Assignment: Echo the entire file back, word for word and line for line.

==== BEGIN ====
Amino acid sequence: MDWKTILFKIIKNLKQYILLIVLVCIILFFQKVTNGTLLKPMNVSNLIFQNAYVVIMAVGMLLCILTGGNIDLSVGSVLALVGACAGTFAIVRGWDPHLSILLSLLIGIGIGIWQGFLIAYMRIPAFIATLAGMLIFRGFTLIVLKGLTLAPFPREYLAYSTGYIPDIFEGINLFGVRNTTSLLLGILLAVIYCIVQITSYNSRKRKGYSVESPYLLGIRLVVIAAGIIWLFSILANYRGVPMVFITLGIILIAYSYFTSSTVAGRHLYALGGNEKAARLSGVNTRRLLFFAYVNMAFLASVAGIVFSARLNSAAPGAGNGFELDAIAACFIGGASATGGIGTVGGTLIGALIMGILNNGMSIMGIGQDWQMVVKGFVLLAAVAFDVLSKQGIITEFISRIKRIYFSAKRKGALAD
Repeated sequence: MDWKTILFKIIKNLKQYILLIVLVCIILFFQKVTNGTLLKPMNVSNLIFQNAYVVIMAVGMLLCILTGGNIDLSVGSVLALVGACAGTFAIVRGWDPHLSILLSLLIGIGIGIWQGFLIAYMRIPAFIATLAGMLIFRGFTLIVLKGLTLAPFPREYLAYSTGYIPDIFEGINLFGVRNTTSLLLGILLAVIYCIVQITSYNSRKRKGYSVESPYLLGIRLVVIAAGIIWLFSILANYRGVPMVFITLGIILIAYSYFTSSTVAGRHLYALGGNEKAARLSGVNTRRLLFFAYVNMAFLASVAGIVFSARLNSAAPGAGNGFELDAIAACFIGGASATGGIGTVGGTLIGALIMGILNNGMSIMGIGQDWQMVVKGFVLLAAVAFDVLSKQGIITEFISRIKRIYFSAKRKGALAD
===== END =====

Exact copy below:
Amino acid sequence: MDWKTILFKIIKNLKQYILLIVLVCIILFFQKVTNGTLLKPMNVSNLIFQNAYVVIMAVGMLLCILTGGNIDLSVGSVLALVGACAGTFAIVRGWDPHLSILLSLLIGIGIGIWQGFLIAYMRIPAFIATLAGMLIFRGFTLIVLKGLTLAPFPREYLAYSTGYIPDIFEGINLFGVRNTTSLLLGILLAVIYCIVQITSYNSRKRKGYSVESPYLLGIRLVVIAAGIIWLFSILANYRGVPMVFITLGIILIAYSYFTSSTVAGRHLYALGGNEKAARLSGVNTRRLLFFAYVNMAFLASVAGIVFSARLNSAAPGAGNGFELDAIAACFIGGASATGGIGTVGGTLIGALIMGILNNGMSIMGIGQDWQMVVKGFVLLAAVAFDVLSKQGIITEFISRIKRIYFSAKRKGALAD
Repeated sequence: MDWKTILFKIIKNLKQYILLIVLVCIILFFQKVTNGTLLKPMNVSNLIFQNAYVVIMAVGMLLCILTGGNIDLSVGSVLALVGACAGTFAIVRGWDPHLSILLSLLIGIGIGIWQGFLIAYMRIPAFIATLAGMLIFRGFTLIVLKGLTLAPFPREYLAYSTGYIPDIFEGINLFGVRNTTSLLLGILLAVIYCIVQITSYNSRKRKGYSVESPYLLGIRLVVIAAGIIWLFSILANYRGVPMVFITLGIILIAYSYFTSSTVAGRHLYALGGNEKAARLSGVNTRRLLFFAYVNMAFLASVAGIVFSARLNSAAPGAGNGFELDAIAACFIGGASATGGIGTVGGTLIGALIMGILNNGMSIMGIGQDWQMVVKGFVLLAAVAFDVLSKQGIITEFISRIKRIYFSAKRKGALAD